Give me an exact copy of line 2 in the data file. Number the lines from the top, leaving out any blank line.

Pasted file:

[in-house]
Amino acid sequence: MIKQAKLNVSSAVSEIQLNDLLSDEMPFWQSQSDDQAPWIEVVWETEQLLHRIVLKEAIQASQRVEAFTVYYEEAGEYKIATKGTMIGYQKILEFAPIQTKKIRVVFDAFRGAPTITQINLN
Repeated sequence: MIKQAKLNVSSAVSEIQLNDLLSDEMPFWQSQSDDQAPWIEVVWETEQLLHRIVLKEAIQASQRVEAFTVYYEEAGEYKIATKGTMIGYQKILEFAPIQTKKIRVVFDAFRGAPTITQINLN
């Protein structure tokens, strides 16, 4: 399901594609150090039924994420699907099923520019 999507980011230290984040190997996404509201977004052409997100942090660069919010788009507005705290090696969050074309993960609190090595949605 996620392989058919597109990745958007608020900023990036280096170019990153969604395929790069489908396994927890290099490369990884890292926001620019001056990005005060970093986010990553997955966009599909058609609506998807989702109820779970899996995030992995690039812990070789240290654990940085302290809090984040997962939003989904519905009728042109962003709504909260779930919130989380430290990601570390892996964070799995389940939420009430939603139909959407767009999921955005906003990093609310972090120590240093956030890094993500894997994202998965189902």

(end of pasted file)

Amino acid sequence: MIKQAKLNVSSAVSEIQLNDLLSDEMPFWQSQSDDQAPWIEVVWETEQLLHRIVLKEAIQASQRVEAFTVYYEEAGEYKIATKGTMIGYQKILEFAPIQTKKIRVVFDAFRGAPTITQINLN